and we instantly run into a conceptual hurdle. The card components are meant to be extremely versatile. In production, they will not only appear in all sizes and shapes but also in different contexts. This means they will sometimes have to have slightly different margins and, if they appear as children of flex- or grid-containers, will have to have to support very different values for properties like flex, grid-row and so on. Probably cards can even be floated or subjected to absolute positioning. For this example, cards appear in the main content as well as in the sidebar.

To allow flexible positioning we can use the directive --warhol-layout-mode and relax the rules around the component's dimensions and positioning:

.card {
  background: #fff;
  box-shadow: 0 1px 3px 0 rgba(0, 0, 0, 0.2),
              0 1px 1px 0 rgba(0, 0, 0, 0.14),
              0 2px 1px -1px rgba(0, 0, 0, 0.12);
  border-radius: 2px;
  margin: 1em 0;
  /* prevent all tests on dimensions, positioning and the like */
  --warhol-layout-mode: any-offset any-context any-dimensions;
}

Note that in HTML, the card's warning variant is composed from the modifier class .card--warning and the base .card class, which means that the warning card can be positioned and sized freely as well.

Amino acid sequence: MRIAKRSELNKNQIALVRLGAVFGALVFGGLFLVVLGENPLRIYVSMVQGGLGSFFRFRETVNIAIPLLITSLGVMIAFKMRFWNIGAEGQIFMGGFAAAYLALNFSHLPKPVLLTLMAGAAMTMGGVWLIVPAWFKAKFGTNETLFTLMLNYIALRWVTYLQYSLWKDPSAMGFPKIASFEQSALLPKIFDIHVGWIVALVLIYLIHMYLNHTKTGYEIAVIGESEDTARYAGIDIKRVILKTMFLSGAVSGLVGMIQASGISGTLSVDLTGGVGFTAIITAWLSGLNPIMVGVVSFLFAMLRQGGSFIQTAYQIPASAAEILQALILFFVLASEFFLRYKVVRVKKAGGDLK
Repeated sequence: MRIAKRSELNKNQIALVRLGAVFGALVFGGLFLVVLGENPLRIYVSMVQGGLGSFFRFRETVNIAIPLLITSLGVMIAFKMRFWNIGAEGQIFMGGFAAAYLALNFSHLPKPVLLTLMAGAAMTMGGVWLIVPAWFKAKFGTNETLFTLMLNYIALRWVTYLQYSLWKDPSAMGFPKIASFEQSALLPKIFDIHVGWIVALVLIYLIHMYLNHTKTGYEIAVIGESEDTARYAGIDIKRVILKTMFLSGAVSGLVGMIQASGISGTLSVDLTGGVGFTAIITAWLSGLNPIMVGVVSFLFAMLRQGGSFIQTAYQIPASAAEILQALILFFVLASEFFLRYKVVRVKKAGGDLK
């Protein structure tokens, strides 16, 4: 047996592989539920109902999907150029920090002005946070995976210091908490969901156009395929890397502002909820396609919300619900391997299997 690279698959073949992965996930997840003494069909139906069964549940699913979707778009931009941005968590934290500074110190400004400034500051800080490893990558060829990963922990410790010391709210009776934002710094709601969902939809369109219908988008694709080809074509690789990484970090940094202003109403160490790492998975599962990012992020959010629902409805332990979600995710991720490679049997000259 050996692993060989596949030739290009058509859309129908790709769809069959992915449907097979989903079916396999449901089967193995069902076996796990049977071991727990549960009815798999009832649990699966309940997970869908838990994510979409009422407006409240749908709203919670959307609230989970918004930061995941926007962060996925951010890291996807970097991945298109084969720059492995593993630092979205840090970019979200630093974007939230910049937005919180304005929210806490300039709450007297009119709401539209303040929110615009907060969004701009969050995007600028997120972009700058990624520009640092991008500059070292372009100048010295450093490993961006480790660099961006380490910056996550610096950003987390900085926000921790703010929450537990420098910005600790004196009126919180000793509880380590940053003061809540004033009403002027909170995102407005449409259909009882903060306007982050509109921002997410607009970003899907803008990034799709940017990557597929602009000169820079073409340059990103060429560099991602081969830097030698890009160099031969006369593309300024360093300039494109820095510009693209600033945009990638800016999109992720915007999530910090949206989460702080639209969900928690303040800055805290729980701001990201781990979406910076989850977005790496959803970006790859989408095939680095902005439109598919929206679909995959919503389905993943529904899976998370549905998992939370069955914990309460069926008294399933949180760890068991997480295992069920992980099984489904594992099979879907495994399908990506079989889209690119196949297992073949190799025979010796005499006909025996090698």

Buttons are stand-alone components, just like cards are. As such, they require their own component definition. Components can be used as example content in other components, but for their own canonical definition they need their own, stand-alone, non-nested example:

<button class="button">Button</button>
.button {
  color: #13191e;
  border: 2px solid #13191e;
  display: inline-block;
  outline: 0;
  padding: 0.5rem 1rem;
  font-size: 0.875rem;
  background: #fff;
  font-weight: bold;
  line-height: 1.3;
  text-transform: uppercase;
}

Buttons can of course have loads of interactive states like :hover and :focus, but as those are not really supported in Warhol right now, this is just another problem to ignore right now. Instead, let's consider this our pattern library, version 1.0: